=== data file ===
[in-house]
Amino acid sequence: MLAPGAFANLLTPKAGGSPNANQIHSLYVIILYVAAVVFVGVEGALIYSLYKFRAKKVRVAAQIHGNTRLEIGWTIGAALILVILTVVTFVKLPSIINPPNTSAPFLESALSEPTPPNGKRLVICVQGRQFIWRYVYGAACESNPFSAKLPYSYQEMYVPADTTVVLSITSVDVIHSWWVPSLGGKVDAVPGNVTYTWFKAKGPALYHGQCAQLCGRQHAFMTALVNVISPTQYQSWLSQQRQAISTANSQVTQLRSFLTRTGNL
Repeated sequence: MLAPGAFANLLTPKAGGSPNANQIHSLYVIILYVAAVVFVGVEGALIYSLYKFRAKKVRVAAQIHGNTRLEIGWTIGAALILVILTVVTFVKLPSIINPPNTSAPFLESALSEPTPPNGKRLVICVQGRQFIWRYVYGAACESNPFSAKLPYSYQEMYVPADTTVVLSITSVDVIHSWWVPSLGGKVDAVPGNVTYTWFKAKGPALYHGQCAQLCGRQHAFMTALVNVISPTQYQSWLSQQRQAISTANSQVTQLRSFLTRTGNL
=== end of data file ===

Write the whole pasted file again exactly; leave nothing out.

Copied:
[in-house]
Amino acid sequence: MLAPGAFANLLTPKAGGSPNANQIHSLYVIILYVAAVVFVGVEGALIYSLYKFRAKKVRVAAQIHGNTRLEIGWTIGAALILVILTVVTFVKLPSIINPPNTSAPFLESALSEPTPPNGKRLVICVQGRQFIWRYVYGAACESNPFSAKLPYSYQEMYVPADTTVVLSITSVDVIHSWWVPSLGGKVDAVPGNVTYTWFKAKGPALYHGQCAQLCGRQHAFMTALVNVISPTQYQSWLSQQRQAISTANSQVTQLRSFLTRTGNL
Repeated sequence: MLAPGAFANLLTPKAGGSPNANQIHSLYVIILYVAAVVFVGVEGALIYSLYKFRAKKVRVAAQIHGNTRLEIGWTIGAALILVILTVVTFVKLPSIINPPNTSAPFLESALSEPTPPNGKRLVICVQGRQFIWRYVYGAACESNPFSAKLPYSYQEMYVPADTTVVLSITSVDVIHSWWVPSLGGKVDAVPGNVTYTWFKAKGPALYHGQCAQLCGRQHAFMTALVNVISPTQYQSWLSQQRQAISTANSQVTQLRSFLTRTGNL